July 14, 2017 • Leave a Comment
I was lucky enough to have a few days off around the 4th of July and decided to spend the time driving around Colorado's portion of the Rocky Mountains. The Rocky Mountains are a mountain range that runs from Canada to New Mexico. Of the 96 "Fourteeners", peaks rising to greater than 14,000ft, Colorado is home to 53. Including Mt Evans which has the highest paved road in the US. Flying into Denver, the mile high city as it sits at 5280ft or 1 mile, is and experience of itself. Landing on the billiard table like high plain on which the city is built makes the front range of the rockies and the fourteeners behind it look all the more impressive.
I really wanted to drive Trail Ridge Road which cuts across Rocky Mountain National Park with passes as high as 12,000ft. From all accounts it is a spectacular piece of road, with many "overlooks" (don't try searching maps for "lookout", Aussie vernacular evidently, as you won't find any) and ample opportunity to see wild life, large and small.
Out of Denver I made a bee line for the Mountains and drove up the Peak to Peak road for my first night's stay in Estes Park. I was pretty happy with how well the car suited the roads and made it to Estes Park early enough to head further up into the hills and explore the Bear Lake area that afternoon.
The American National Park infrastructure seemed eerily familiar having visited Disney parks as a kid. The views were well worth the shortness of breath from my first little walk around at over 10,000ft elevation.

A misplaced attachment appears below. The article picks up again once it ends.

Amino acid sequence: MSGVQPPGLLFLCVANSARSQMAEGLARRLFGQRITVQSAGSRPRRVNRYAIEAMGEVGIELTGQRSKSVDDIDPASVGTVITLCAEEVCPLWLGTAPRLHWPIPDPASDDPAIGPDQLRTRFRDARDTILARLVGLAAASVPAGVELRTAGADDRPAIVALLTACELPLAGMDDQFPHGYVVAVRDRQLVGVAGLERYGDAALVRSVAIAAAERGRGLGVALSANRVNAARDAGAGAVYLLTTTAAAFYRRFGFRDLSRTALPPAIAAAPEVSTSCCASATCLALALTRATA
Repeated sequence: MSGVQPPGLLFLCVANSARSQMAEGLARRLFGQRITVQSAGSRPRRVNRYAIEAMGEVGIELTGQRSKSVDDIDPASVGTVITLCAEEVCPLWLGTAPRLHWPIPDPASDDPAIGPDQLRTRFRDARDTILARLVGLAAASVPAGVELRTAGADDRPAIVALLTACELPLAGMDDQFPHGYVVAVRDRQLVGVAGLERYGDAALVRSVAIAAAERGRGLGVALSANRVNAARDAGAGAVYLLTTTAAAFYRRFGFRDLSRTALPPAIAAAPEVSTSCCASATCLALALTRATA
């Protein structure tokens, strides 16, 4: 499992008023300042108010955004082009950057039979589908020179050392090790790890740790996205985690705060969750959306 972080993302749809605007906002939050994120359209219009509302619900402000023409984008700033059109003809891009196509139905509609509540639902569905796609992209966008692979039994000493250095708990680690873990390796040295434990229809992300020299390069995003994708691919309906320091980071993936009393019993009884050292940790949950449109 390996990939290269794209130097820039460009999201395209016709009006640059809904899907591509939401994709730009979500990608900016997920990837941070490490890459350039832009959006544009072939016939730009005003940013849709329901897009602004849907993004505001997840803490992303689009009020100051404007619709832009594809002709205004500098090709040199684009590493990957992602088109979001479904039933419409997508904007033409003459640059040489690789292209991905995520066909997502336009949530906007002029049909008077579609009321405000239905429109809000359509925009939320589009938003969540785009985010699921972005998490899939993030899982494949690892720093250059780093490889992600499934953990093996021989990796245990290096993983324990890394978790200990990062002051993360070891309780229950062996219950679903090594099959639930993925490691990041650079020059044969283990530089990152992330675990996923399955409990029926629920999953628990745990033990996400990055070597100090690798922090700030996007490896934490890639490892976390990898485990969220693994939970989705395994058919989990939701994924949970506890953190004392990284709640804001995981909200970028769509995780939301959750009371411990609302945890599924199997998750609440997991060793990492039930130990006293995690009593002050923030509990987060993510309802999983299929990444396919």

Estes Park had the familiar feeling of an alpine gateway town. The place was buzzing with people coming in for their holidays, making last minute preparations for all kinds of wilderness adventures. This did not feel like Texas, a welcome change from big trucks and fast food.
From the number of people in town and the queue trying to get into the park the previous afternoon, I was on the road well before dawn hoping to take advantage of the blue hour and the open roads. The traffic was light and the still, crisp air was well worth the early start.
Shooting into the pre dawn light was a little tricky but I think these images do a good job of capturing the intense calm and tranquility of such imposing landscapes.
By the time the Sun was creeping over the Mountains I was almost at the tree line and the peace of the valleys started to give way to alpine severity. Some of these outlooks had sheer drops down thousands of feet to the valley below.
As dawn passed the traffic started to pick up a little but the roads lived up to their reputation as they snaked across the tundra.
A little further and the visitors centre indicated that the top of trail ridge road had been reached. Almost as if it were planned, the stairs snaking their way up to the overlook were being supervised by two large Elk. They were clearly used to the foot traffic and just continued to soak in the morning sun as people went up and down from the overlook.
After a few mor stops, I'd crossed the Rocky's and was on my way down through Grand Lake, Granby, Winter Park and on to Silverthorne. The final thing to tick off my whirlwind trip to the Rockies was a trip up the highest paved road in North America, up to the 14,258ft Peak of Mt Evans. It was the morning of the 4th of July as I reached the summit.
At over twice the heigh of Australia's highest mountain the view from the top is more like that out the front of an aeroplane than one from a mountain top. Mt Evans is not particularly steep but the slopes immediately below you fade away into the endless horizon to really give a sense of floating above the rest of the state. Well worth the drive, just be aware you are going to be going to driving really really slowly if you decide to take a significantly lowered sports car up there!
Click here to take a look at the full gallery from this trip.
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